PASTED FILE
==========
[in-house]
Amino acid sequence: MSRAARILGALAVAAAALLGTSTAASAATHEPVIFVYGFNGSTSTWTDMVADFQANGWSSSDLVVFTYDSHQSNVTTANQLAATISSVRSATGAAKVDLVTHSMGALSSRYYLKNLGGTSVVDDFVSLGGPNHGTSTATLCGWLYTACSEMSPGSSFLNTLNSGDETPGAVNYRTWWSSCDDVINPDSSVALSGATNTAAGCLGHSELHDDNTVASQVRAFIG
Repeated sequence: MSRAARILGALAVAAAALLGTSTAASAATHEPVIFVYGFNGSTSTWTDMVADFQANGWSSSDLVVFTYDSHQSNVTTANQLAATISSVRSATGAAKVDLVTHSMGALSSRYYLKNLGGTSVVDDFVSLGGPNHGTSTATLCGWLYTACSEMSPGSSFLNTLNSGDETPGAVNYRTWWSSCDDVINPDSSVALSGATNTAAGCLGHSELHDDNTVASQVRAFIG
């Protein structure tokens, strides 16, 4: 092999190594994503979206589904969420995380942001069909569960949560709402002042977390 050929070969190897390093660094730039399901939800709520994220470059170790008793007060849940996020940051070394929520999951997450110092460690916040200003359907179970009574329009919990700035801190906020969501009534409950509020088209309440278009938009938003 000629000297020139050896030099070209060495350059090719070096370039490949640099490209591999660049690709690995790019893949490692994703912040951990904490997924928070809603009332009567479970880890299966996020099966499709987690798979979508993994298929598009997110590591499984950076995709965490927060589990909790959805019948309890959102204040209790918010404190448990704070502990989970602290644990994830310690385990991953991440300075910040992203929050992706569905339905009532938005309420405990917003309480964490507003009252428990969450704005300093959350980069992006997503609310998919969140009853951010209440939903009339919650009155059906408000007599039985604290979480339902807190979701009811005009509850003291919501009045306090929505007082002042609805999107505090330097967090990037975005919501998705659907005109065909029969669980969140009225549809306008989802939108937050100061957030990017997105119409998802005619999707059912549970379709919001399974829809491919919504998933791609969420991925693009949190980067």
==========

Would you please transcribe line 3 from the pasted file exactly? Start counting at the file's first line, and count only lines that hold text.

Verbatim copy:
Repeated sequence: MSRAARILGALAVAAAALLGTSTAASAATHEPVIFVYGFNGSTSTWTDMVADFQANGWSSSDLVVFTYDSHQSNVTTANQLAATISSVRSATGAAKVDLVTHSMGALSSRYYLKNLGGTSVVDDFVSLGGPNHGTSTATLCGWLYTACSEMSPGSSFLNTLNSGDETPGAVNYRTWWSSCDDVINPDSSVALSGATNTAAGCLGHSELHDDNTVASQVRAFIG